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The bark and sometimes the berries of these two American trees are used as medicine. There are many other trees in this genus that grow on other continents, including Chinese prickly ash (Zanthoxylum bungeanum), which grows in Asia.
Our proprietary “Star-Rating” system was developed to help you easily understand the amount of scientific support behind each supplement in relation to a specific health condition. While there is no way to predict whether a vitamin, mineral, or herb will successfully treat or prevent associated health conditions, our unique ratings tell you how well these supplements are understood by the medical community, and whether studies have found them to be effective for other people.
For over a decade, our team has combed through thousands of research articles published in reputable journals. To help you make educated decisions, and to better understand controversial or confusing supplements, our medical experts have digested the science into these three easy-to-follow ratings. We hope this provides you with a helpful resource to make informed decisions towards your health and well-being.
Indigestion, Heartburn, and Low Stomach Acidity
|Refer to label instructions||[1 star] Prickly ash acts as a digestive stimulant and may be helpful for indigestion.|
|Refer to label instructions||[1 star] The bark was also widely used by herbalists to treat rheumatic conditions.|
|Refer to label instructions||[1 star] Prickly ash bark contains alkaloids and a volatile oil. Herculin, an alkamide in the plant, produces a localized numbing effect on the tongue when consumed, which may explain the historical use of prickly ash for toothaches.|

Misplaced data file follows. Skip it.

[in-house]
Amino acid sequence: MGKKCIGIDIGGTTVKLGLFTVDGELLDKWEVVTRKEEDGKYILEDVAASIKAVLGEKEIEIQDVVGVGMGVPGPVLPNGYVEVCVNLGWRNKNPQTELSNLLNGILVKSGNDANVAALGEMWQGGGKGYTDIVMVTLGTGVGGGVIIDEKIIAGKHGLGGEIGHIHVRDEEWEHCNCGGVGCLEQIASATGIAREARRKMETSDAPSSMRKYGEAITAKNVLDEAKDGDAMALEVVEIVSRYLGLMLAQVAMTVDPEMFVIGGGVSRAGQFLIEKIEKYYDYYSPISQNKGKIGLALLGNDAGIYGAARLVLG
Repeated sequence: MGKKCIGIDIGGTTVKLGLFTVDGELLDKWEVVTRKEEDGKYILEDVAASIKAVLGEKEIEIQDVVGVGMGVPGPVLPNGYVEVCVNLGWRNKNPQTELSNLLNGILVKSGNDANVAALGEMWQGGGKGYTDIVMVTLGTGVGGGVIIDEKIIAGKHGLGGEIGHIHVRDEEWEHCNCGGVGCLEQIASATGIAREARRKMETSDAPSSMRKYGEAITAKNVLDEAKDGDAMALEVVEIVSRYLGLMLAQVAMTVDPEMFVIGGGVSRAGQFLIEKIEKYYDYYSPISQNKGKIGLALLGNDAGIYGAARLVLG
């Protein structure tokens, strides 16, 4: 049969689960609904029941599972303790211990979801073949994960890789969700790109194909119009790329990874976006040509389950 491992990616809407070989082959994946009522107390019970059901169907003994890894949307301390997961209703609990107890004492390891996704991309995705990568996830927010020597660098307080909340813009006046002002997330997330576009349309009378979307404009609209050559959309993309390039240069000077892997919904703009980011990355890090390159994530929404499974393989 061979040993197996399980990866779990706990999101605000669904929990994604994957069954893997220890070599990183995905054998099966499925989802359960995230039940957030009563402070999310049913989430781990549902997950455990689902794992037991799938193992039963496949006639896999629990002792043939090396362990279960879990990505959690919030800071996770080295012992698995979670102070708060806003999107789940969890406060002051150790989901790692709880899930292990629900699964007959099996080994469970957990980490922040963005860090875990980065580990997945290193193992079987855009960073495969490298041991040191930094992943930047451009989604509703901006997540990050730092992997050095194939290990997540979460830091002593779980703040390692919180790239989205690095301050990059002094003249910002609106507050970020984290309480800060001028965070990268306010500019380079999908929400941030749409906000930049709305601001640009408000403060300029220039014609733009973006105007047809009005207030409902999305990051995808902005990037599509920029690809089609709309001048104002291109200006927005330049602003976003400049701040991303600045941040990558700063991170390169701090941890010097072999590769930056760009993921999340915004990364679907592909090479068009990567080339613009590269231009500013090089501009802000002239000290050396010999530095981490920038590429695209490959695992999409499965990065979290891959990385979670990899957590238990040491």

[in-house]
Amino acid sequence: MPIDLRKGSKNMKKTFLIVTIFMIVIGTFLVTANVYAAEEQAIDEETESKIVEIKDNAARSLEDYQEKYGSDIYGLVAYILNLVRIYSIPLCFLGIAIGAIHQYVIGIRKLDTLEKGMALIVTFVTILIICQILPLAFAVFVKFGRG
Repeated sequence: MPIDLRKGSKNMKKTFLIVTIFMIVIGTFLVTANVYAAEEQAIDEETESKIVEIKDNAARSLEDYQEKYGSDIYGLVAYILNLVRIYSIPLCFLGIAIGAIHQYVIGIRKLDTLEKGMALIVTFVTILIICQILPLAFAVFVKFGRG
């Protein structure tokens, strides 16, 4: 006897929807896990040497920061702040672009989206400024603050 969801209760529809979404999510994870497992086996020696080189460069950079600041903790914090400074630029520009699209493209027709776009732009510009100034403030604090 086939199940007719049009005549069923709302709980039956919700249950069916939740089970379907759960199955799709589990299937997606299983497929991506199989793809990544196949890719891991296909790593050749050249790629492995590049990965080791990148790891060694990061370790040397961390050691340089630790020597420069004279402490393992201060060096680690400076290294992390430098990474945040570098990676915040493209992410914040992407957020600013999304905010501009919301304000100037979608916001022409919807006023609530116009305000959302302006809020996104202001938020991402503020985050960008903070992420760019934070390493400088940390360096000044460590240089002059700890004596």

Many eastern Native American tribes valued prickly ash as a remedy for upset stomach, sore throats, aching muscles, skin infections, to stimulate saliva flow, and various other conditions.1 Eclectic physicians (doctors who recommended herbal medicines) in the United States at the end of the 19th century continued the traditional uses of prickly ash, primarily as a digestive aid, to strengthen the nervous system, and for cholera.2 The bark was also widely used by herbalists to treat rheumatic conditions.3 Prickly ash is also considered an alterative in traditional herbalism, meaning it enhances the body’s ability to fight against and recover from all manner of difficulties.4 Chinese prickly ash (Zanthoxylum simulans) is used for similar indications as its American relative as well as for killing parasites.5
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The information presented in Aisle7 is for informational purposes only. It is based on scientific studies (human, animal, or in vitro), clinical experience, or traditional usage as cited in each article. The results reported may not necessarily occur in all individuals. Self-treatment is not recommended for life-threatening conditions that require medical treatment under a doctor's care. For many of the conditions discussed, treatment with prescription or over the counter medication is also available. Consult your doctor, practitioner, and/or pharmacist for any health problem and before using any supplements or before making any changes in prescribed medications. Information expires June 2014.